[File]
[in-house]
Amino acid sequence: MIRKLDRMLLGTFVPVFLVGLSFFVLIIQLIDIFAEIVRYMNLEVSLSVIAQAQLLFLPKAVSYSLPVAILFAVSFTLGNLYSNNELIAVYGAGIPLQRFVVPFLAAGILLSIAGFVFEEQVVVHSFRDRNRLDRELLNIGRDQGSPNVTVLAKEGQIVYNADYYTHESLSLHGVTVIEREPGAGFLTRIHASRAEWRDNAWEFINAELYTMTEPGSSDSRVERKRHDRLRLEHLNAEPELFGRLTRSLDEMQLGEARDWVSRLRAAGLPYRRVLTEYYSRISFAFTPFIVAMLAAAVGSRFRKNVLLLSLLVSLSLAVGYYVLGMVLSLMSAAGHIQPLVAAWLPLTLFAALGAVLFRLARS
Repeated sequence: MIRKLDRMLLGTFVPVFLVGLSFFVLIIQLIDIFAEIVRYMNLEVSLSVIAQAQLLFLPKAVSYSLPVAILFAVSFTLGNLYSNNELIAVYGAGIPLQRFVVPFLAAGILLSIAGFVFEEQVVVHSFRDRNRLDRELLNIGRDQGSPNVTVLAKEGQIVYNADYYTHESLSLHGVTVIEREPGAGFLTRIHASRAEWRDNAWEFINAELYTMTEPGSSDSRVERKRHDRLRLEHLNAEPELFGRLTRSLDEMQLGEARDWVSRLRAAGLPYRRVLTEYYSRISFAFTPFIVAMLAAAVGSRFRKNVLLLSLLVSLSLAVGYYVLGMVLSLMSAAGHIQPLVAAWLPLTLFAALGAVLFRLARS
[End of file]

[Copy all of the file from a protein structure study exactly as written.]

[in-house]
Amino acid sequence: MIRKLDRMLLGTFVPVFLVGLSFFVLIIQLIDIFAEIVRYMNLEVSLSVIAQAQLLFLPKAVSYSLPVAILFAVSFTLGNLYSNNELIAVYGAGIPLQRFVVPFLAAGILLSIAGFVFEEQVVVHSFRDRNRLDRELLNIGRDQGSPNVTVLAKEGQIVYNADYYTHESLSLHGVTVIEREPGAGFLTRIHASRAEWRDNAWEFINAELYTMTEPGSSDSRVERKRHDRLRLEHLNAEPELFGRLTRSLDEMQLGEARDWVSRLRAAGLPYRRVLTEYYSRISFAFTPFIVAMLAAAVGSRFRKNVLLLSLLVSLSLAVGYYVLGMVLSLMSAAGHIQPLVAAWLPLTLFAALGAVLFRLARS
Repeated sequence: MIRKLDRMLLGTFVPVFLVGLSFFVLIIQLIDIFAEIVRYMNLEVSLSVIAQAQLLFLPKAVSYSLPVAILFAVSFTLGNLYSNNELIAVYGAGIPLQRFVVPFLAAGILLSIAGFVFEEQVVVHSFRDRNRLDRELLNIGRDQGSPNVTVLAKEGQIVYNADYYTHESLSLHGVTVIEREPGAGFLTRIHASRAEWRDNAWEFINAELYTMTEPGSSDSRVERKRHDRLRLEHLNAEPELFGRLTRSLDEMQLGEARDWVSRLRAAGLPYRRVLTEYYSRISFAFTPFIVAMLAAAVGSRFRKNVLLLSLLVSLSLAVGYYVLGMVLSLMSAAGHIQPLVAAWLPLTLFAALGAVLFRLARS